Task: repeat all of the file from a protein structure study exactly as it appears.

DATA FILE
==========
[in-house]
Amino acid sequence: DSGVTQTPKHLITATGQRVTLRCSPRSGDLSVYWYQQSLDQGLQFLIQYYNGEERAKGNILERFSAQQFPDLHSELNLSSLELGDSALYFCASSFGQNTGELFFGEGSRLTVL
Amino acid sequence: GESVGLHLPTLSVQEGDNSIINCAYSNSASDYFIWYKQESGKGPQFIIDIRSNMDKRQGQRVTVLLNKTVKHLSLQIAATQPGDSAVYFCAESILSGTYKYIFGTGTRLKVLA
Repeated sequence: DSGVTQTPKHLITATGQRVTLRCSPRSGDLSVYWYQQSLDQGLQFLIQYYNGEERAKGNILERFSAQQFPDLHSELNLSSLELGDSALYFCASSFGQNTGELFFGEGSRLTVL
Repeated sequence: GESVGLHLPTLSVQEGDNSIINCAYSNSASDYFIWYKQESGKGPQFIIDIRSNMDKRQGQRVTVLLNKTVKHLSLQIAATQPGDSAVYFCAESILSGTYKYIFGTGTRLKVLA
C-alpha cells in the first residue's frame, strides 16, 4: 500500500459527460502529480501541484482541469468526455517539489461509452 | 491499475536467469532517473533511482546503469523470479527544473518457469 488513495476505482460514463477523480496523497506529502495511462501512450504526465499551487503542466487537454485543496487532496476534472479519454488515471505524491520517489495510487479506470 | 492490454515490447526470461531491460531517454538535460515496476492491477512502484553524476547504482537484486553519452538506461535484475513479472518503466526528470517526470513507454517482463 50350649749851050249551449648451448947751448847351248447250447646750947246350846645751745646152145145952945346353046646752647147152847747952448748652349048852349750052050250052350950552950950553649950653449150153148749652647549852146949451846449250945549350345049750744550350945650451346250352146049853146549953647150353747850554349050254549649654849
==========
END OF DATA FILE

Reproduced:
[in-house]
Amino acid sequence: DSGVTQTPKHLITATGQRVTLRCSPRSGDLSVYWYQQSLDQGLQFLIQYYNGEERAKGNILERFSAQQFPDLHSELNLSSLELGDSALYFCASSFGQNTGELFFGEGSRLTVL
Amino acid sequence: GESVGLHLPTLSVQEGDNSIINCAYSNSASDYFIWYKQESGKGPQFIIDIRSNMDKRQGQRVTVLLNKTVKHLSLQIAATQPGDSAVYFCAESILSGTYKYIFGTGTRLKVLA
Repeated sequence: DSGVTQTPKHLITATGQRVTLRCSPRSGDLSVYWYQQSLDQGLQFLIQYYNGEERAKGNILERFSAQQFPDLHSELNLSSLELGDSALYFCASSFGQNTGELFFGEGSRLTVL
Repeated sequence: GESVGLHLPTLSVQEGDNSIINCAYSNSASDYFIWYKQESGKGPQFIIDIRSNMDKRQGQRVTVLLNKTVKHLSLQIAATQPGDSAVYFCAESILSGTYKYIFGTGTRLKVLA
C-alpha cells in the first residue's frame, strides 16, 4: 500500500459527460502529480501541484482541469468526455517539489461509452 | 491499475536467469532517473533511482546503469523470479527544473518457469 488513495476505482460514463477523480496523497506529502495511462501512450504526465499551487503542466487537454485543496487532496476534472479519454488515471505524491520517489495510487479506470 | 492490454515490447526470461531491460531517454538535460515496476492491477512502484553524476547504482537484486553519452538506461535484475513479472518503466526528470517526470513507454517482463 50350649749851050249551449648451448947751448847351248447250447646750947246350846645751745646152145145952945346353046646752647147152847747952448748652349048852349750052050250052350950552950950553649950653449150153148749652647549852146949451846449250945549350345049750744550350945650451346250352146049853146549953647150353747850554349050254549649654849